So far, al-Qaeda has successfully inflamed the dreaded "clash of civilizations." When its terrorists struck America in 2001, they seemed to confirm the Western world's worst fears about Islam.
Now the terrorists strike at Turkey. Why would Islamists kill Muslims during the holy month of Ramadan? As punishment, because Turkey sided with the US-led invasion of Iraq? But Turkey neither let foreign troops be stationed on its territory, nor did it send its troops into the war.
Perhaps al-Qaeda's motive in targeting Turkey is to derail a Muslim nation from its progress toward joining the European Union? Not surprisingly, after the attacks Western leaders reaffirmed the urgency of bringing Turkey into the European fold.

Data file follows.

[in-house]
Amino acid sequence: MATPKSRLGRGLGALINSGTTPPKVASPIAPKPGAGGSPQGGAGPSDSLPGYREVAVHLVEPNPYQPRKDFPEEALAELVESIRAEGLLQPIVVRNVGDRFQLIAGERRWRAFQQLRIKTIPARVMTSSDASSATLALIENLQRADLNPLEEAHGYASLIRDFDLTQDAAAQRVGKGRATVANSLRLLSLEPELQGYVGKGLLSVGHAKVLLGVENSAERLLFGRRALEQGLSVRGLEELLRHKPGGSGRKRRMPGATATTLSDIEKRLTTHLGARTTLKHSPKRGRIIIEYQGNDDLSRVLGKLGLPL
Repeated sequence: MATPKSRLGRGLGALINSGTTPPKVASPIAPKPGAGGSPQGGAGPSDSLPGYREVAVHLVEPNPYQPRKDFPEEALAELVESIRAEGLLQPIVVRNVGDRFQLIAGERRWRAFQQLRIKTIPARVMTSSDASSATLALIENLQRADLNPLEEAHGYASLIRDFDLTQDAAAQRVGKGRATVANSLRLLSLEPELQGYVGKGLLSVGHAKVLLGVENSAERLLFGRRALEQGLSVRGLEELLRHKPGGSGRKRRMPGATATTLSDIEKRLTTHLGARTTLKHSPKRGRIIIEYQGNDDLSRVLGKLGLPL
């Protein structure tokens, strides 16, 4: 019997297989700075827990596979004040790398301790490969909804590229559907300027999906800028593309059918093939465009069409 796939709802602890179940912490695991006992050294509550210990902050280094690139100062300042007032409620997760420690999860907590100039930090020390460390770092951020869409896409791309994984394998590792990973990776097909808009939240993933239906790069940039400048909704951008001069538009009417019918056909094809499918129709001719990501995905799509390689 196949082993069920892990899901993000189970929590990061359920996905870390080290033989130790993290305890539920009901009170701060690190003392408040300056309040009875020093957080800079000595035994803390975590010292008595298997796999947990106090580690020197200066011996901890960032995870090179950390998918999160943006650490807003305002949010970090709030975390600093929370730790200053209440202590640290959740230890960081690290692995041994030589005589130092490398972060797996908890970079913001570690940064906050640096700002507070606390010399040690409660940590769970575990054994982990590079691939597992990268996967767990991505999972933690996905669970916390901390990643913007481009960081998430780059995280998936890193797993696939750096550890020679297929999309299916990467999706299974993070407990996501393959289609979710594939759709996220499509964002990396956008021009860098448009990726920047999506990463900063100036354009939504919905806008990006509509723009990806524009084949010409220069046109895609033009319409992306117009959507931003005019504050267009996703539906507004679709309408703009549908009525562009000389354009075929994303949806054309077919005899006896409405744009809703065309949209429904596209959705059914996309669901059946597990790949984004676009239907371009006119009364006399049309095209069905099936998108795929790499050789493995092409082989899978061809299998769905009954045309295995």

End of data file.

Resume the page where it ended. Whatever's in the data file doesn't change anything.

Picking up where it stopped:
But these questions miss a fundamental truth about Turkey. Much comment on Turkish society pays lip service to Turkey's unique place as a "bridge" between Islam and secularism, and between East and West. The problem with being the bridge, though, is that neither side--neither the "West" nor the "Muslim world"--considers Turkey fully one of its own.